The campaign posters have been up around Germany for weeks and the main candidates are traversing the country speaking to voters — but Germany’s 2017 federal elections, expected to be Angela Merkel’s toughest campaign yet, are actually shaping up to be a little bit boring.
Much to the chagrin of journalists and political junkies here, election season has been decidedly devoid of drama: with Merkel’s CDU holding a decisive first place in the polls, it’s hard to imagine an outcome later this month that doesn’t involve her remaining chancellor.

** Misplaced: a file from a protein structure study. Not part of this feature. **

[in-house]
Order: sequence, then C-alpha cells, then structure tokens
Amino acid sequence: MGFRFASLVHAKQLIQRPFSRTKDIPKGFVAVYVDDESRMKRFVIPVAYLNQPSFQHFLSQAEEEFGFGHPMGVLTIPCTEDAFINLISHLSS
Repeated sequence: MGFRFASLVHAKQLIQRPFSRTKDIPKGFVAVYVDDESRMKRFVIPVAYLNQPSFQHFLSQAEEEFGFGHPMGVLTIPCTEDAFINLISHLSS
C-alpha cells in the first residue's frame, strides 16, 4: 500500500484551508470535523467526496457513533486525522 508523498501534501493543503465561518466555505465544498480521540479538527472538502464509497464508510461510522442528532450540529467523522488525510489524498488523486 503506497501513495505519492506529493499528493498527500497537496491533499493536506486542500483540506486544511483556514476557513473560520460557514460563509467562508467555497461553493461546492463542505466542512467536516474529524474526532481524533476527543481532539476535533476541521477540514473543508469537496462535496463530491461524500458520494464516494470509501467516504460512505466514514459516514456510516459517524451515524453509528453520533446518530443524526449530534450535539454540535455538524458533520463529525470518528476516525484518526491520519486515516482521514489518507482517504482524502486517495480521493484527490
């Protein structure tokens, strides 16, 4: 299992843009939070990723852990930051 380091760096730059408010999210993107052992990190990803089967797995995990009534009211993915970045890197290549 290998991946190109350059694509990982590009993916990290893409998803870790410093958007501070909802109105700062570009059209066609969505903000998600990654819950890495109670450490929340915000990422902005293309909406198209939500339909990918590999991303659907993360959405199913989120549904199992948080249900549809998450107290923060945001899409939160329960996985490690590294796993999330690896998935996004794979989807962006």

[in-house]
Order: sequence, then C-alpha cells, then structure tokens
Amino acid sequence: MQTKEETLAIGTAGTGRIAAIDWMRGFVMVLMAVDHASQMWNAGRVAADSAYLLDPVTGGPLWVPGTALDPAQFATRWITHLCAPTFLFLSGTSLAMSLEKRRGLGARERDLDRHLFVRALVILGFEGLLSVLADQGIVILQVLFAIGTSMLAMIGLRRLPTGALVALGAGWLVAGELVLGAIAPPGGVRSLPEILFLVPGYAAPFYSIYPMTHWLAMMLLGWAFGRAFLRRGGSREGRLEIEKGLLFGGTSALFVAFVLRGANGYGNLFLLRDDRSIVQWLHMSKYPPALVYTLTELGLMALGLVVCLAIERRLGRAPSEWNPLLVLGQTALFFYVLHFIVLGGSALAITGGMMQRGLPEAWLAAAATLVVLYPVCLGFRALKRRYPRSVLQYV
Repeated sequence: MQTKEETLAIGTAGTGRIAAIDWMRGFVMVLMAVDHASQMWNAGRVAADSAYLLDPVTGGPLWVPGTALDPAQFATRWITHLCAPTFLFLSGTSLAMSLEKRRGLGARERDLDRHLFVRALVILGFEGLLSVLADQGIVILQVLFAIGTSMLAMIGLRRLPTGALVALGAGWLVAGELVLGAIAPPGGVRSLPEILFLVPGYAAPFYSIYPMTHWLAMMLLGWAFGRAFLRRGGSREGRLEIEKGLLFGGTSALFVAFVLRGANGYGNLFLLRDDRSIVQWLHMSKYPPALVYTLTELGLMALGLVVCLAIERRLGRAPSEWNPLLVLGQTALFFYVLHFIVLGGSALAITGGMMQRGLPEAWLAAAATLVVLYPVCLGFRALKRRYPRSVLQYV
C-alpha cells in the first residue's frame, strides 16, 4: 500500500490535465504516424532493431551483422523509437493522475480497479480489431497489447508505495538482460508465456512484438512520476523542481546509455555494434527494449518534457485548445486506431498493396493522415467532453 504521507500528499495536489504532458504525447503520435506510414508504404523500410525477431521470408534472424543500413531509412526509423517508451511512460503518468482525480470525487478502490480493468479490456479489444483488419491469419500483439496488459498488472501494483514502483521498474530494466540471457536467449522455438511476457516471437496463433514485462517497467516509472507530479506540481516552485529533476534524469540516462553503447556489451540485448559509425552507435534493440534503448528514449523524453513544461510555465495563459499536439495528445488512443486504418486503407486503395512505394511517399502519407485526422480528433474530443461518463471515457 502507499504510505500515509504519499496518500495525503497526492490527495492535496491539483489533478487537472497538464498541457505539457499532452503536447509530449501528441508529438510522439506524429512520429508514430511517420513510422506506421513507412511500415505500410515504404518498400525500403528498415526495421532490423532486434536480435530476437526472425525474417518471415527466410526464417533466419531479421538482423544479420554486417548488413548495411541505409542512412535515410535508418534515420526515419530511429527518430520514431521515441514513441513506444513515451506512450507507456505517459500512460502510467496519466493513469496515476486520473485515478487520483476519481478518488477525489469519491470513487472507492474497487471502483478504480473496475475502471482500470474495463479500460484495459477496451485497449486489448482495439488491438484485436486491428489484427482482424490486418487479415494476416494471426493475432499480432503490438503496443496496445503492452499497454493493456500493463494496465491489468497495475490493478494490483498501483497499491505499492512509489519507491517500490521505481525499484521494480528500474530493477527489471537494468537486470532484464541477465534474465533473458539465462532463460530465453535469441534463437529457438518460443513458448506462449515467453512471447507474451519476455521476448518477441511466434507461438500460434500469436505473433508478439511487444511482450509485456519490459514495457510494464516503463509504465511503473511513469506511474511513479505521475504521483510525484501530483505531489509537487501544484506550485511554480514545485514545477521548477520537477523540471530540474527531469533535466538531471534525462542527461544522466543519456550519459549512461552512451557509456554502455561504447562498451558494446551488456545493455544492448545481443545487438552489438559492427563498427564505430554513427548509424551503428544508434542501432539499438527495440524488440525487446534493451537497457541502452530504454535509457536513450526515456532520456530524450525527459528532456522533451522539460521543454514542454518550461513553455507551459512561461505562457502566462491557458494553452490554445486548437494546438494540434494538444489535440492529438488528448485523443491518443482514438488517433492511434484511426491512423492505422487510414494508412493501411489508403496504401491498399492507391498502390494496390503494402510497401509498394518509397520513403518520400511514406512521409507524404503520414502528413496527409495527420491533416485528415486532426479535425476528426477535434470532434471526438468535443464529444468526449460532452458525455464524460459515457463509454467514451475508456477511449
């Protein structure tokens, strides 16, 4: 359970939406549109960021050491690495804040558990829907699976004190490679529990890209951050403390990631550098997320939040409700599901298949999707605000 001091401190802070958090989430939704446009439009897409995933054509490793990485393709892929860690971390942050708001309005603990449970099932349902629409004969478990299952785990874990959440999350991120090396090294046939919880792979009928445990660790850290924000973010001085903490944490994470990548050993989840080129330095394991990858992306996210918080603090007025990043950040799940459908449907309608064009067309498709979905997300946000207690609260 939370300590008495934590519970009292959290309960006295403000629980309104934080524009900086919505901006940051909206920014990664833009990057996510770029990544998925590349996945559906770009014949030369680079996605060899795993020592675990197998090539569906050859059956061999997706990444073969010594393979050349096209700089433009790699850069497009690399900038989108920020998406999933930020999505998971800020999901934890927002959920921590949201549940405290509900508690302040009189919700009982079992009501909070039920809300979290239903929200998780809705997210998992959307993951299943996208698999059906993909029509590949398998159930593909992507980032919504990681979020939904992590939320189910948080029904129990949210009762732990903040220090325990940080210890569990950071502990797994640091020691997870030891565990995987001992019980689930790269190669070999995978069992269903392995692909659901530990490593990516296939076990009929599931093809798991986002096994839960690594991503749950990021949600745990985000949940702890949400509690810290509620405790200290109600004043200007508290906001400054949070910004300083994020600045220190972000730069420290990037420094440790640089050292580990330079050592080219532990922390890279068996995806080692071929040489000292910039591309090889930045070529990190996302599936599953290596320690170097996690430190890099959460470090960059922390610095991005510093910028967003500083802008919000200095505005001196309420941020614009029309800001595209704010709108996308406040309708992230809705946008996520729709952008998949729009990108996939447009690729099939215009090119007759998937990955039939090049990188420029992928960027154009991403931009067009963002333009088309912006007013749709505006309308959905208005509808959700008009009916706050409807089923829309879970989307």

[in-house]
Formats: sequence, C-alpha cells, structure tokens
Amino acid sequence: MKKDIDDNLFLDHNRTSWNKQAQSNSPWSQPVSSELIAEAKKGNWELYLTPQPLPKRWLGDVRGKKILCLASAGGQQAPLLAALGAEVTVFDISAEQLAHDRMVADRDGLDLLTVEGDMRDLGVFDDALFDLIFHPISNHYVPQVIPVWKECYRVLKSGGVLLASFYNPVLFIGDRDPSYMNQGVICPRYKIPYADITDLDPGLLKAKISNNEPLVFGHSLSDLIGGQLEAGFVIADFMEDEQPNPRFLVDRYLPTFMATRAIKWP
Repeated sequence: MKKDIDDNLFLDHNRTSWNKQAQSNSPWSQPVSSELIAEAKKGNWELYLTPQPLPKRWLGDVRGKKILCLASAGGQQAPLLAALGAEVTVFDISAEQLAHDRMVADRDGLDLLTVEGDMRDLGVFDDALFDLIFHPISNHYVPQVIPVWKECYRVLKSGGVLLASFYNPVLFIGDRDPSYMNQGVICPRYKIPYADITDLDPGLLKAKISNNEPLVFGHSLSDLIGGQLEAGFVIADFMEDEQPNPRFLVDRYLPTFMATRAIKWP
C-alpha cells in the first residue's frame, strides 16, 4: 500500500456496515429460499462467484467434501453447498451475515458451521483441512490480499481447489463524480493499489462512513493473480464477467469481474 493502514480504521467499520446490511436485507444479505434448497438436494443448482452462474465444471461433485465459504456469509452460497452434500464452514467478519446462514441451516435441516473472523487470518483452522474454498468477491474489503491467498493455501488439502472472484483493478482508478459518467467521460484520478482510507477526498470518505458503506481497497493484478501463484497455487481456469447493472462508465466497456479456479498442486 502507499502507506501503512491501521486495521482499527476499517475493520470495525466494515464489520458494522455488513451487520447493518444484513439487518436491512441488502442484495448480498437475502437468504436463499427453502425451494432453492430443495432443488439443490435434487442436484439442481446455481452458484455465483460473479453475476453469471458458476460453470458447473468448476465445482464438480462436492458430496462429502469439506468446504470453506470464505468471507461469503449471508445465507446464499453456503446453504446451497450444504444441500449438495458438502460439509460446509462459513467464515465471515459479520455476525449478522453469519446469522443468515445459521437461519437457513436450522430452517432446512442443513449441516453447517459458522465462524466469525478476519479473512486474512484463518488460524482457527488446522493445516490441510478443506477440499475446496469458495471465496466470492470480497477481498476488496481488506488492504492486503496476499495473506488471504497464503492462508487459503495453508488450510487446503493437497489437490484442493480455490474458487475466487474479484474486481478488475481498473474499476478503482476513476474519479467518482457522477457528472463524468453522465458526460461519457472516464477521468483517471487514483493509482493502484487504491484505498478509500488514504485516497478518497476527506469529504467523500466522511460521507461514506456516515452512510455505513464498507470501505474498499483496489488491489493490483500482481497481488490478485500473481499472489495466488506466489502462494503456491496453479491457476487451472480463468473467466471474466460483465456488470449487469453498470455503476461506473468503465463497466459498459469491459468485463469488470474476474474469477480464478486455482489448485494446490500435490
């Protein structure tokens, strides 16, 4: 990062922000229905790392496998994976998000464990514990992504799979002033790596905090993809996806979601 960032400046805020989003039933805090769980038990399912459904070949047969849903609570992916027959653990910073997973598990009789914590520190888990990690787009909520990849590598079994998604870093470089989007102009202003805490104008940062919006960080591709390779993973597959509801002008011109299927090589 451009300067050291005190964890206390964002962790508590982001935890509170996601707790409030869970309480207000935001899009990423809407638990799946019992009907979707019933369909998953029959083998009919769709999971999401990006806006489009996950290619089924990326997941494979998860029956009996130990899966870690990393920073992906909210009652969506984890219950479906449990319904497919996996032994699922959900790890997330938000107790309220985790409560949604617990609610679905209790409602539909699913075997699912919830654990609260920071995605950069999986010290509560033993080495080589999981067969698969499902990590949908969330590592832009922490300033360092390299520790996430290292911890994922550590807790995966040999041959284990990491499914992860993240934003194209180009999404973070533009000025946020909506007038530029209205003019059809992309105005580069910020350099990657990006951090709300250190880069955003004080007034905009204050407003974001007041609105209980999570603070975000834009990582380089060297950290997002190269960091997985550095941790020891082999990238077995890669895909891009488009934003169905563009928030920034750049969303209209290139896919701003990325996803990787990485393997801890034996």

I wrote about that this week for The Atlantic, looking at just how much Merkel’s political position has improved and solidified in the last six months and some of the reasons why.
There are still a few possibilities for late-breaking surprises, of course: an uptick in refugees could raise the fortunes of far-right Alternative für Deutschland (AfD), or hacked Bundestag emails could be released and and reveal something shocking. But otherwise, the fight for Merkel’s political life that some saw possible earlier this year looks like it won’t materialize.
You can read my piece here.